Frequently Asked Questions

Titanium Tailspring

Will the titanium tail spring work on the RV-14?


No. Our titanium tailspring would fit into the RV-14’s mount, but the deflection of the spring under load would be too much. The standard RV-14 tailspring has an arc bent into it, so that it does not crash into the bottom of the rudder at full load. Titanium would deflect more, and it is not practical to put an arc in it.




What does the titanium tailspring feel like during ground handling? Is it stiffer than the steel?


The titanium tailspring is much softer than the steel tailspring. The titanium spring does the same amount of work as the steel spring, by deflecting a greater distance but at a lower load.




My new titanium tailspring is surprisingly flexible and springy… Is this normal? Do you have any concerns with it flexing and damaging the rudder fairing?


Yes, this is normal. The titanium tailspring deflects a greater distance for any given load, therefore it will handle much softer in comparison to the standard steel spring.

No, it will not flex and damage the rudder fairing. However, if you refer to Page 12-04 of the RV-14 assembly manual, it calls for a modification to the rudder bottom fairing to provide additional clearance from the tailspring. Since all of the RV’s use the same .875-inch diameter steel spring, the RV-14 calls for modifying the rudder bottom to provide additional clearance because of the arc that is bent into it. You may want to modify your rudder bottom for our titanium tailspring in similar fashion to what is shown on RV-14 plans. The part does not have a scribe line and the plans are not all that definite regarding how much trimming is required, so there can be a lot of variability in how each builder trims their rudder bottom.




Does the titanium alloy need to be kept separated from the steel bushing tube that it is set in? Are there any recommendations for other types of metal that might come into contact with it, such as cadmium plated steel or stainless steel hardware?  I am concerned about galvanic corrosion between dissimilar metals.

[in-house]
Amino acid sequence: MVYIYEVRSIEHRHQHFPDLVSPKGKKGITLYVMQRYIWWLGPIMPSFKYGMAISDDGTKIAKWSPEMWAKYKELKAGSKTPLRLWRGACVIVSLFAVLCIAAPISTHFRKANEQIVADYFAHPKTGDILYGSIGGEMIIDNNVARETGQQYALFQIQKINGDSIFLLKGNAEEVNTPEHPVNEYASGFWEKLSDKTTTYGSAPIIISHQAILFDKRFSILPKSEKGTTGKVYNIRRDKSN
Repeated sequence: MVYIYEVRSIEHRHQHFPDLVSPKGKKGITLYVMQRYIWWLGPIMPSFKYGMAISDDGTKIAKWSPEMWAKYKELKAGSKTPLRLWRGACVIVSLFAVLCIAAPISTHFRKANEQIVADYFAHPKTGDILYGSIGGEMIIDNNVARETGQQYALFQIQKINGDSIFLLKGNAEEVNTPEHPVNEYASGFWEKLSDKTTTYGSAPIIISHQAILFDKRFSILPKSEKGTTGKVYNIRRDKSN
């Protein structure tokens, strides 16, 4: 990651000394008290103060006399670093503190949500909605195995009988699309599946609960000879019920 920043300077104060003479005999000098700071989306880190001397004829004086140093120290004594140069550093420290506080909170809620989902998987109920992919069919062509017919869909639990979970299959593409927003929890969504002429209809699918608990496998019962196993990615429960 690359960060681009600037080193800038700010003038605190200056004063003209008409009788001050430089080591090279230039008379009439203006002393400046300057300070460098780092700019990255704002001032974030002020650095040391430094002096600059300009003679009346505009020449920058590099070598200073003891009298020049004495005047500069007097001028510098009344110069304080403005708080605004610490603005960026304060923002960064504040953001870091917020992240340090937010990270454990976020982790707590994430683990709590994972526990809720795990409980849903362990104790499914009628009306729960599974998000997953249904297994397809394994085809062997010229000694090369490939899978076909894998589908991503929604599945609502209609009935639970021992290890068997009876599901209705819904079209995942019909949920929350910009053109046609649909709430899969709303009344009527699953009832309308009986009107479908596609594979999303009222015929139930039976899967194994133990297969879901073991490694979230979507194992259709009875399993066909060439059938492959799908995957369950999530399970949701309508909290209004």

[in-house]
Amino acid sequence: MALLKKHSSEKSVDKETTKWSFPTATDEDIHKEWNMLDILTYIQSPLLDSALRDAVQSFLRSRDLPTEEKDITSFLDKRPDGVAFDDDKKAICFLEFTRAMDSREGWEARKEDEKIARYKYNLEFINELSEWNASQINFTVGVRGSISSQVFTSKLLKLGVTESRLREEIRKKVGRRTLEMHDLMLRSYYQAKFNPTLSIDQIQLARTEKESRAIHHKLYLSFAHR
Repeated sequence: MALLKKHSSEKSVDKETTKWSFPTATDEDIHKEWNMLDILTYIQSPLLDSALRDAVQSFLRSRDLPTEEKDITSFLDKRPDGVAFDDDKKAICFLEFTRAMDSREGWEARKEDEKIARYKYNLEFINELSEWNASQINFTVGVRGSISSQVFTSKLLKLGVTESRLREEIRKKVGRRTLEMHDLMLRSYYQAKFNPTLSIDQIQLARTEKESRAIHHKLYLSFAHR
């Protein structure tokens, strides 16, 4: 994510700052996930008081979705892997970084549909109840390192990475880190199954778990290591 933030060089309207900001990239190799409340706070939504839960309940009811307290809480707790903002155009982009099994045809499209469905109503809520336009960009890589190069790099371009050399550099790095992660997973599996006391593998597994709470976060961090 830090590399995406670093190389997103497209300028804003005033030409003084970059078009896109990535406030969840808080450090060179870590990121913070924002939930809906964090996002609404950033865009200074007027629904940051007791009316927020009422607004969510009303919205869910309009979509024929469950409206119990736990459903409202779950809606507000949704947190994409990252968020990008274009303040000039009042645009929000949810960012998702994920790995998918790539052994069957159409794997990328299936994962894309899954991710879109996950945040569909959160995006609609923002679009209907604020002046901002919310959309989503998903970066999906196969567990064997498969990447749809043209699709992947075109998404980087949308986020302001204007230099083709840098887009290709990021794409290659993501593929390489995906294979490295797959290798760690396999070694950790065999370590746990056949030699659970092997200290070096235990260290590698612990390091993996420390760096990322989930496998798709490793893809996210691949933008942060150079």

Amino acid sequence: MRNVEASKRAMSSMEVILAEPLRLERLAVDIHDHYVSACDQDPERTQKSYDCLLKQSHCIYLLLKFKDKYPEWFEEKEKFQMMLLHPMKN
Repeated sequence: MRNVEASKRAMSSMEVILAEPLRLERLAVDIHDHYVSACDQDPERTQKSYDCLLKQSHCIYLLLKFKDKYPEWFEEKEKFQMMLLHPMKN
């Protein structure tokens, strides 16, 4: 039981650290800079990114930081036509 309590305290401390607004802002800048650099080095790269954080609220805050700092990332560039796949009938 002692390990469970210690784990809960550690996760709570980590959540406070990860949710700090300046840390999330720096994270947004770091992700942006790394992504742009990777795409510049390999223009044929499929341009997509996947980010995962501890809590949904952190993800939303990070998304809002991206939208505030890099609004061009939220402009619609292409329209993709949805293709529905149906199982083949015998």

If you have an aluminum tailwheel socket, we suggest priming the aluminum, but no need to do anything to the titanium. One of the nice things about titanium is that it is resistant to corrosion. For a tailspring where the titanium is only in contact with the steel mount in the fuselage and the steel tailwheel pivot socket, no need to worry. You should avoid using cadmium plated hardware when installing the titanium tailspring. Either use A286 stainless bolts, or use muriatic acid (swimming pool variety) to dissolve the cad plating, or simplest of all, remove the cad plate from the shank of the bolt on a scotch-brite wheel, since that is the only part that will be in contact with the tailspring.





RV-8 Gear Legs

The outboard brackets do not rest flush on their respective wear plates. Will that correct itself when they are torqued down?


There should never be contact between the bracket and wear plate. Both inboard and outboard brackets are designed a bit short so that there will always be a slight gap between the bracket and the wear plate. This ensures that the bracket is always pulling the leg up tight against the wear plate.





6.00-6 Carbon Fiber Wheel Fairings

Do I need to separately order your jackpoints if I want them with my 6.00-6 Carbon Fiber Wheel Fairing kit?


No. The jackpoints are included in our wheel fairing kit as they also serve as a place for the inboard wheel fairing brackets to be mounted to the landing gear leg.




The installation instructions do not show any way for accessing the wheel to check pressure of add air. How do I add air to my tires with wheel fairings installed?


The two best basic possibilities for accessing the wheel to check pressure and/or add air are:

1. Remove the aft half of the wheel fairing. This requires removing a quantity of 14 stainless steel 8-32 screws. The flush head stainless screws we supply in the kit are Phillips #2 drive, but another option at no additional cost to you, would be for us to supply you with stainless Torx drive screws. This is a good option for two reasons:

First, the standard Van's fairings use #6 screws to hold the fairing halves together and these can be frustrating because the heads strip so easily. That is not much of a problem with Sky Designs' fairings, because we use #8 screws throughout.

Second, with the rear fairing half out of the way, you have total access for adding air and checking pressure, but also for visual inspection of the tire, brake pads, and wheel.

Contact us if you would like stainless Torx drive screws included in your wheel fairing kit instead of the standard Phillips #2 drive.

2. Drill an approximately 1-inch diameter hole in the fairing through which an extension can be inserted and threaded onto the valve stem. With the extension in place, checking pressure and/or adding air can be done without needing to remove screws. This is what most RV owner/pilots (myself included) choose to do. Because there are several possibilities for wheels and valve stem positions, the exact location of the valve stem access hole must be determined by the customer.